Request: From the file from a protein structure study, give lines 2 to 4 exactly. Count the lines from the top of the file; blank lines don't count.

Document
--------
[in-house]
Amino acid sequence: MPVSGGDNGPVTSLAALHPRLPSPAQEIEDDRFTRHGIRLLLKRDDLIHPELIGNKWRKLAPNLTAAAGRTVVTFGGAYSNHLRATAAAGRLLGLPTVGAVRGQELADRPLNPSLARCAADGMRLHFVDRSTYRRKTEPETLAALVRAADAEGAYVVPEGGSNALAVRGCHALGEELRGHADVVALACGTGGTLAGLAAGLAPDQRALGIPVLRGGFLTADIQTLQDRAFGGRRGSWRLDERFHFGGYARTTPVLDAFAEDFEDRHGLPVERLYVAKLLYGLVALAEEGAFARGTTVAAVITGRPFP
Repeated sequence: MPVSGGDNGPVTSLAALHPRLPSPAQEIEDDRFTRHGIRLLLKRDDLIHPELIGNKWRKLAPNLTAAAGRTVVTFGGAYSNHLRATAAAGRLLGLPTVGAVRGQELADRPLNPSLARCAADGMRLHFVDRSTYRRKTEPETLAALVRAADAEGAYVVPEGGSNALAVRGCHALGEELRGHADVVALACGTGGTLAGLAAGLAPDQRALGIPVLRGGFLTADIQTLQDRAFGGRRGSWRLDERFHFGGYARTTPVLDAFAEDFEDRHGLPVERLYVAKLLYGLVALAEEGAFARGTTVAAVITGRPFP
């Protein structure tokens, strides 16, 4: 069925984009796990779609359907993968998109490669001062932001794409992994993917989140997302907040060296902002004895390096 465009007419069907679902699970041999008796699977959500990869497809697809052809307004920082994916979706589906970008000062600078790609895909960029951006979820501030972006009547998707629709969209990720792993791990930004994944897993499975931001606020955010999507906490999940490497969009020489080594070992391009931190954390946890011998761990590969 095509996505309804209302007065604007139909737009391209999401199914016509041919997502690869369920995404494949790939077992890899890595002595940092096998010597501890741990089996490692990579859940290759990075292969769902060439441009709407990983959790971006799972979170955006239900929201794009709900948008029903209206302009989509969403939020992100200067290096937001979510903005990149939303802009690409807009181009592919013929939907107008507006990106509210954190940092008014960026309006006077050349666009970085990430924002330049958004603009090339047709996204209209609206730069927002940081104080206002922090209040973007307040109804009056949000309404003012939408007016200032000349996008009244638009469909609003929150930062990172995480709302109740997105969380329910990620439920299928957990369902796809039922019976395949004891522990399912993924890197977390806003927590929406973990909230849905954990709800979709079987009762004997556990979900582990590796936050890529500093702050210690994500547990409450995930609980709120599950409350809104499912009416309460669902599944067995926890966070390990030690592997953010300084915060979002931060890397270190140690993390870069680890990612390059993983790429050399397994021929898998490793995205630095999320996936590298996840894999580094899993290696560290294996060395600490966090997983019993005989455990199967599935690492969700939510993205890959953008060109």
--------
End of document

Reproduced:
Amino acid sequence: MPVSGGDNGPVTSLAALHPRLPSPAQEIEDDRFTRHGIRLLLKRDDLIHPELIGNKWRKLAPNLTAAAGRTVVTFGGAYSNHLRATAAAGRLLGLPTVGAVRGQELADRPLNPSLARCAADGMRLHFVDRSTYRRKTEPETLAALVRAADAEGAYVVPEGGSNALAVRGCHALGEELRGHADVVALACGTGGTLAGLAAGLAPDQRALGIPVLRGGFLTADIQTLQDRAFGGRRGSWRLDERFHFGGYARTTPVLDAFAEDFEDRHGLPVERLYVAKLLYGLVALAEEGAFARGTTVAAVITGRPFP
Repeated sequence: MPVSGGDNGPVTSLAALHPRLPSPAQEIEDDRFTRHGIRLLLKRDDLIHPELIGNKWRKLAPNLTAAAGRTVVTFGGAYSNHLRATAAAGRLLGLPTVGAVRGQELADRPLNPSLARCAADGMRLHFVDRSTYRRKTEPETLAALVRAADAEGAYVVPEGGSNALAVRGCHALGEELRGHADVVALACGTGGTLAGLAAGLAPDQRALGIPVLRGGFLTADIQTLQDRAFGGRRGSWRLDERFHFGGYARTTPVLDAFAEDFEDRHGLPVERLYVAKLLYGLVALAEEGAFARGTTVAAVITGRPFP
């Protein structure tokens, strides 16, 4: 069925984009796990779609359907993968998109490669001062932001794409992994993917989140997302907040060296902002004895390096 465009007419069907679902699970041999008796699977959500990869497809697809052809307004920082994916979706589906970008000062600078790609895909960029951006979820501030972006009547998707629709969209990720792993791990930004994944897993499975931001606020955010999507906490999940490497969009020489080594070992391009931190954390946890011998761990590969 095509996505309804209302007065604007139909737009391209999401199914016509041919997502690869369920995404494949790939077992890899890595002595940092096998010597501890741990089996490692990579859940290759990075292969769902060439441009709407990983959790971006799972979170955006239900929201794009709900948008029903209206302009989509969403939020992100200067290096937001979510903005990149939303802009690409807009181009592919013929939907107008507006990106509210954190940092008014960026309006006077050349666009970085990430924002330049958004603009090339047709996204209209609206730069927002940081104080206002922090209040973007307040109804009056949000309404003012939408007016200032000349996008009244638009469909609003929150930062990172995480709302109740997105969380329910990620439920299928957990369902796809039922019976395949004891522990399912993924890197977390806003927590929406973990909230849905954990709800979709079987009762004997556990979900582990590796936050890529500093702050210690994500547990409450995930609980709120599950409350809104499912009416309460669902599944067995926890966070390990030690592997953010300084915060979002931060890397270190140690993390870069680890990612390059993983790429050399397994021929898998490793995205630095999320996936590298996840894999580094899993290696560290294996060395600490966090997983019993005989455990199967599935690492969700939510993205890959953008060109």